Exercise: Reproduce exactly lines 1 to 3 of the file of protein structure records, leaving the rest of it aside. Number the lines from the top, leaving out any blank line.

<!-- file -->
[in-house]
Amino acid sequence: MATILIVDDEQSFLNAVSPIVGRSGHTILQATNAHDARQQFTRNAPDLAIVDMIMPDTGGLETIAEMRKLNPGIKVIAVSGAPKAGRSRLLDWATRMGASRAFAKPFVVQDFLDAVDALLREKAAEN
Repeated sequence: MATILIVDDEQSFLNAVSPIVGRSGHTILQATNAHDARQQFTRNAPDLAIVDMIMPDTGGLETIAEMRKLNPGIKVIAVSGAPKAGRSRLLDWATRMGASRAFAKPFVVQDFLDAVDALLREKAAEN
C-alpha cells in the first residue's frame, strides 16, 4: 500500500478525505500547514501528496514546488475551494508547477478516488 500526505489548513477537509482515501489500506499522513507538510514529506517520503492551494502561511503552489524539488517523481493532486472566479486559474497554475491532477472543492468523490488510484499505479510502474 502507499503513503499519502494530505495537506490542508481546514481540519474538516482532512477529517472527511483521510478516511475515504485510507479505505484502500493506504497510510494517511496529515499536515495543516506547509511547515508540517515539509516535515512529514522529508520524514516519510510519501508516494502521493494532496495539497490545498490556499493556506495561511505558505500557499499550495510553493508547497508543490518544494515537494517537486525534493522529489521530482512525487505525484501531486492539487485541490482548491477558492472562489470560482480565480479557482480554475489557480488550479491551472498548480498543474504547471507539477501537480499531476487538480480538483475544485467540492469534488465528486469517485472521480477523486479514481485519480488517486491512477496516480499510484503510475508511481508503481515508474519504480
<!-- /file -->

[in-house]
Amino acid sequence: MATILIVDDEQSFLNAVSPIVGRSGHTILQATNAHDARQQFTRNAPDLAIVDMIMPDTGGLETIAEMRKLNPGIKVIAVSGAPKAGRSRLLDWATRMGASRAFAKPFVVQDFLDAVDALLREKAAEN
Repeated sequence: MATILIVDDEQSFLNAVSPIVGRSGHTILQATNAHDARQQFTRNAPDLAIVDMIMPDTGGLETIAEMRKLNPGIKVIAVSGAPKAGRSRLLDWATRMGASRAFAKPFVVQDFLDAVDALLREKAAEN